Had Damien Hirst, Jeff Koons, or Paul McCarthy come up with this, and it were exhibited in front of an art museum, it would be the crowning achievement of their careers. It’s a 70ft robot that juggles Volkswagen Beetles.
When looked at it with the eyes that view giant flower puppies, colossal turds, or mammoth replicas of anatomical educational toy models as high art, the robot with its chugging diesel generators and hydraulic arms hoisting Volkswagen Bugs in the air and catching them with the sound of crushing metal, high above our heads, strikes awe in the heart of the contemporary art aficionado.
The mechanical monster will be controlled by a professional juggler wielding controls in the robot’s head, or it can also be controlled from the ground. Imagine Hirst, Koons, or even Marina Abramović (for the performance art touch) at the controls.
And yet, the robot was not even conceived of as “art”. “Art” is not even mentioned in articles about its pending creation. The mastermind behind it doesn’t have a degree in art, he’s a former NASA scientist named Dan Granett.
One may look at the giant robot and think, “It’s not fair to compare that to art. It is going to cost an estimated $2.3 million to make, and uses a design team that had constructed mechanisms for Space Shuttle flights.” But we also know that Damien Hirst’s “For the Love of God” cost $23,000,000 (ten times as much), he has hundreds of assistants and hired some of the best jewelers in the world to make the piece in question.
People may rush to the defense of Hirst, Koons, McCarthy and similar artists, but, when it comes to “public sculpture”, you just can’t complete with one that is juggling cars in the air, even if it doesn’t call itself art. It’s just too overpowering.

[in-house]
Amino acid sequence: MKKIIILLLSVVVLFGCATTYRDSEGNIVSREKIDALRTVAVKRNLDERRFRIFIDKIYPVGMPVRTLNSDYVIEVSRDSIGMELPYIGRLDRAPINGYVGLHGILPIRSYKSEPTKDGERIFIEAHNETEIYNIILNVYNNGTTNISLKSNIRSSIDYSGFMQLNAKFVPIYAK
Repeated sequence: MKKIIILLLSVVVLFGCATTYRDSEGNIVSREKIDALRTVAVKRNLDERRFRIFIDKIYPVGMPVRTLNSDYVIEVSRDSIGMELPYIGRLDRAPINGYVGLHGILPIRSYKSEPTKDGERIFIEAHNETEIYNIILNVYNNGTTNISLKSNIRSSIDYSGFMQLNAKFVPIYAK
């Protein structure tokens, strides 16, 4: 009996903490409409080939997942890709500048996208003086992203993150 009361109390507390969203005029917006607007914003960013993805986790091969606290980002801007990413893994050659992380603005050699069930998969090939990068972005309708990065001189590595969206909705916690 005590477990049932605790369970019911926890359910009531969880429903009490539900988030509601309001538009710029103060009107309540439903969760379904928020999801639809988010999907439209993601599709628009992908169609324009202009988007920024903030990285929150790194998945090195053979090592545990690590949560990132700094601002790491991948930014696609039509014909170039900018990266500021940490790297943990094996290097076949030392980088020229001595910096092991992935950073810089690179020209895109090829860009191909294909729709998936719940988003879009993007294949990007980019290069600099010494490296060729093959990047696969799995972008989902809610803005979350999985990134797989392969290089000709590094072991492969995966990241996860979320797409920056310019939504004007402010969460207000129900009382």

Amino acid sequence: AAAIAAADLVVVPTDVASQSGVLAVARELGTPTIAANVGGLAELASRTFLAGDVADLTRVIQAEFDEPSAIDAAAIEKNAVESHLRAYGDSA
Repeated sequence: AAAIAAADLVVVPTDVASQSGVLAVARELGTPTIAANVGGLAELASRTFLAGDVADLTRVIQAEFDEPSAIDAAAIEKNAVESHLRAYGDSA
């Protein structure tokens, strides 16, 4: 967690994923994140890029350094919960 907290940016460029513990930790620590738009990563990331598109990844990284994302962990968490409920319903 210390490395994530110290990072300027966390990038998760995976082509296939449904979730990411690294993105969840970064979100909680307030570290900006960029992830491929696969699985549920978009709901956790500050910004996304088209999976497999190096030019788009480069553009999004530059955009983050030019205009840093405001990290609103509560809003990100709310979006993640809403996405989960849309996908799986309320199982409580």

Consider Koons’ planned sculpture “Train”: a full-sized replica of a 1943 steam locomotive suspended from a crane. A crane dangling a train has a lot of overlap with a robot flipping cars in the air. The Koons art work, however, was also going to run ten times the cost of the robot.
And this raises some sticky questions. How can lofty conceptual art be trounced by something that calls itself neither art nor conceptual, and appears to have nothing to do with that framework? If the robot isn’t art, than is Puppy, Complex Shit or Virgin Mother art? And if the robot IS art, than is Dan Granett a greater artist than the most famous living artists (excepting McCarthy, who is just too gross to be easily celebritized)?
Or do we need to rethink what visual art is, and whether or not bigger and badder is better? Could visual art be more truly about visual language (composition, color, modeling, subject matter, beauty, truth, meaning,…), and what’s communicated through that language? And does one need visual literacy to appreciate it? It might be time to re-evaluate, because someone beat us at our own monumental-conceptual-art-spectacle game without even trying.